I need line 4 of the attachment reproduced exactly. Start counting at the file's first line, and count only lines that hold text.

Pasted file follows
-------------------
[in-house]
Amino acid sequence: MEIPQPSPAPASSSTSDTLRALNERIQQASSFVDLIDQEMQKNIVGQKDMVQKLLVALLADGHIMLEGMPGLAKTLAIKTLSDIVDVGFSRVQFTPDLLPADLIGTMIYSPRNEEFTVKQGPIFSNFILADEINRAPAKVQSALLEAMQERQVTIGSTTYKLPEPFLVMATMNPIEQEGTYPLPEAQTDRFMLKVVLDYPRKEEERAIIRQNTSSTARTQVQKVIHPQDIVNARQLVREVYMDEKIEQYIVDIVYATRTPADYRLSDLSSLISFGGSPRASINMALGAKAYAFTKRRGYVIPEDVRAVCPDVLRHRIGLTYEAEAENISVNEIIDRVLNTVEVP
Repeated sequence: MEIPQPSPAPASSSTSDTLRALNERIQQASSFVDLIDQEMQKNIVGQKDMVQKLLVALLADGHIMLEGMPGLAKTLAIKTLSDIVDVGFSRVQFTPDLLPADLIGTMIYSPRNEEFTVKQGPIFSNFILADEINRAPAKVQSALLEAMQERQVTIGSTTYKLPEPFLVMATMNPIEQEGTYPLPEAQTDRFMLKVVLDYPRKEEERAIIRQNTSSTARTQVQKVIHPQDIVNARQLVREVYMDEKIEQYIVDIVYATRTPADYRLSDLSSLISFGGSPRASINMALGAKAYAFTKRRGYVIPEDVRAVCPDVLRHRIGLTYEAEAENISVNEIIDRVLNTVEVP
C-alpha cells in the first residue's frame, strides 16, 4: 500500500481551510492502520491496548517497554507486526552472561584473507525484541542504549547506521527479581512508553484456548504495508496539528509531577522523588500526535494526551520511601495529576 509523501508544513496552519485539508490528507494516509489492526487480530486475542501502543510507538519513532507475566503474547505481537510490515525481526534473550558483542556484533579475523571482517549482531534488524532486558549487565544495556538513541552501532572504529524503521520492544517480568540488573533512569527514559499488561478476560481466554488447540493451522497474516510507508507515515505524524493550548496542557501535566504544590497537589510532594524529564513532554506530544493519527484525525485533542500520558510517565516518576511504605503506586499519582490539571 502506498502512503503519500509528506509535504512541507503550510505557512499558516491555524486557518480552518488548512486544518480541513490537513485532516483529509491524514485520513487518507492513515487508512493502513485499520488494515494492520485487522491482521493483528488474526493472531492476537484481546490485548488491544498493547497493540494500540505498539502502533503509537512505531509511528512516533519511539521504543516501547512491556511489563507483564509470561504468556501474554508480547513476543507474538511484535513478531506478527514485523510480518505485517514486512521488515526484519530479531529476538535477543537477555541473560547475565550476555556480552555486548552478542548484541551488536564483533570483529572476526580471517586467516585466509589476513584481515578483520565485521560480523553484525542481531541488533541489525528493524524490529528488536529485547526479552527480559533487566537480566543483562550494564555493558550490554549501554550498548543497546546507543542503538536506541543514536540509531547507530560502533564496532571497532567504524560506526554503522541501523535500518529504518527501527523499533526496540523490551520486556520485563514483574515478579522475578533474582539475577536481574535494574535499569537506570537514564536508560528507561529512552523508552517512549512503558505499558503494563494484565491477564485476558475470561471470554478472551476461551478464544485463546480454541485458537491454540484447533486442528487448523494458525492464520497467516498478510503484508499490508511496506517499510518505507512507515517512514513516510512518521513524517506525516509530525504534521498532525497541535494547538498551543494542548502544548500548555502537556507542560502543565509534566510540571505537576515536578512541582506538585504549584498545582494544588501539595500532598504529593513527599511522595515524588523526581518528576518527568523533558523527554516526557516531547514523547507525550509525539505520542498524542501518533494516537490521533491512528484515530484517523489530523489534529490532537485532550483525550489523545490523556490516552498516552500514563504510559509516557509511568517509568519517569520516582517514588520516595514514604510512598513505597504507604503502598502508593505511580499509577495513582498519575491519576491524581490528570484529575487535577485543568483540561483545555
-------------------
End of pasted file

C-alpha cells in the first residue's frame, strides 16, 4: 500500500481551510492502520491496548517497554507486526552472561584473507525484541542504549547506521527479581512508553484456548504495508496539528509531577522523588500526535494526551520511601495529576 509523501508544513496552519485539508490528507494516509489492526487480530486475542501502543510507538519513532507475566503474547505481537510490515525481526534473550558483542556484533579475523571482517549482531534488524532486558549487565544495556538513541552501532572504529524503521520492544517480568540488573533512569527514559499488561478476560481466554488447540493451522497474516510507508507515515505524524493550548496542557501535566504544590497537589510532594524529564513532554506530544493519527484525525485533542500520558510517565516518576511504605503506586499519582490539571 502506498502512503503519500509528506509535504512541507503550510505557512499558516491555524486557518480552518488548512486544518480541513490537513485532516483529509491524514485520513487518507492513515487508512493502513485499520488494515494492520485487522491482521493483528488474526493472531492476537484481546490485548488491544498493547497493540494500540505498539502502533503509537512505531509511528512516533519511539521504543516501547512491556511489563507483564509470561504468556501474554508480547513476543507474538511484535513478531506478527514485523510480518505485517514486512521488515526484519530479531529476538535477543537477555541473560547475565550476555556480552555486548552478542548484541551488536564483533570483529572476526580471517586467516585466509589476513584481515578483520565485521560480523553484525542481531541488533541489525528493524524490529528488536529485547526479552527480559533487566537480566543483562550494564555493558550490554549501554550498548543497546546507543542503538536506541543514536540509531547507530560502533564496532571497532567504524560506526554503522541501523535500518529504518527501527523499533526496540523490551520486556520485563514483574515478579522475578533474582539475577536481574535494574535499569537506570537514564536508560528507561529512552523508552517512549512503558505499558503494563494484565491477564485476558475470561471470554478472551476461551478464544485463546480454541485458537491454540484447533486442528487448523494458525492464520497467516498478510503484508499490508511496506517499510518505507512507515517512514513516510512518521513524517506525516509530525504534521498532525497541535494547538498551543494542548502544548500548555502537556507542560502543565509534566510540571505537576515536578512541582506538585504549584498545582494544588501539595500532598504529593513527599511522595515524588523526581518528576518527568523533558523527554516526557516531547514523547507525550509525539505520542498524542501518533494516537490521533491512528484515530484517523489530523489534529490532537485532550483525550489523545490523556490516552498516552500514563504510559509516557509511568517509568519517569520516582517514588520516595514514604510512598513505597504507604503502598502508593505511580499509577495513582498519575491519576491524581490528570484529575487535577485543568483540561483545555